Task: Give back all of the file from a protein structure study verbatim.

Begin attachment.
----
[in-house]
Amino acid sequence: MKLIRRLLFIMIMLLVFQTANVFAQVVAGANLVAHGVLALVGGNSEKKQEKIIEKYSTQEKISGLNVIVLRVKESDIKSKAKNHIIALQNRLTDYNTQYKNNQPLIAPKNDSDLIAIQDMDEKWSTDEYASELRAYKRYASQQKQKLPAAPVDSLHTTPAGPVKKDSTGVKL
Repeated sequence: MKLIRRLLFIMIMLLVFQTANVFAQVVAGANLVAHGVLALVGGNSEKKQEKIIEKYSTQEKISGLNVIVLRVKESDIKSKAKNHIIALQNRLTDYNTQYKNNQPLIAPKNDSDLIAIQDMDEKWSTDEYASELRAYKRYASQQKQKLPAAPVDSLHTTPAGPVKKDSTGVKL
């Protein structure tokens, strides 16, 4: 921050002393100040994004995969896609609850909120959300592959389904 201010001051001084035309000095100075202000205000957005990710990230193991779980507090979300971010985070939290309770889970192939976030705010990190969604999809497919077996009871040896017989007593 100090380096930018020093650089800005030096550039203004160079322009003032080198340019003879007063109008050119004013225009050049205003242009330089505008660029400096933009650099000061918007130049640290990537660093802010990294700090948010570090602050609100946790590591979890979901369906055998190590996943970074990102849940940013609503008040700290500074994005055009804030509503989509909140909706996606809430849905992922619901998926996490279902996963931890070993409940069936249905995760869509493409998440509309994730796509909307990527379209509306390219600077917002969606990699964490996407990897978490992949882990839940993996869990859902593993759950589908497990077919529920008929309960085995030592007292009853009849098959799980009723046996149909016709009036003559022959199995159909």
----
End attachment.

[in-house]
Amino acid sequence: MKLIRRLLFIMIMLLVFQTANVFAQVVAGANLVAHGVLALVGGNSEKKQEKIIEKYSTQEKISGLNVIVLRVKESDIKSKAKNHIIALQNRLTDYNTQYKNNQPLIAPKNDSDLIAIQDMDEKWSTDEYASELRAYKRYASQQKQKLPAAPVDSLHTTPAGPVKKDSTGVKL
Repeated sequence: MKLIRRLLFIMIMLLVFQTANVFAQVVAGANLVAHGVLALVGGNSEKKQEKIIEKYSTQEKISGLNVIVLRVKESDIKSKAKNHIIALQNRLTDYNTQYKNNQPLIAPKNDSDLIAIQDMDEKWSTDEYASELRAYKRYASQQKQKLPAAPVDSLHTTPAGPVKKDSTGVKL
């Protein structure tokens, strides 16, 4: 921050002393100040994004995969896609609850909120959300592959389904 201010001051001084035309000095100075202000205000957005990710990230193991779980507090979300971010985070939290309770889970192939976030705010990190969604999809497919077996009871040896017989007593 100090380096930018020093650089800005030096550039203004160079322009003032080198340019003879007063109008050119004013225009050049205003242009330089505008660029400096933009650099000061918007130049640290990537660093802010990294700090948010570090602050609100946790590591979890979901369906055998190590996943970074990102849940940013609503008040700290500074994005055009804030509503989509909140909706996606809430849905992922619901998926996490279902996963931890070993409940069936249905995760869509493409998440509309994730796509909307990527379209509306390219600077917002969606990699964490996407990897978490992949882990839940993996869990859902593993759950589908497990077919529920008929309960085995030592007292009853009849098959799980009723046996149909016709009036003559022959199995159909």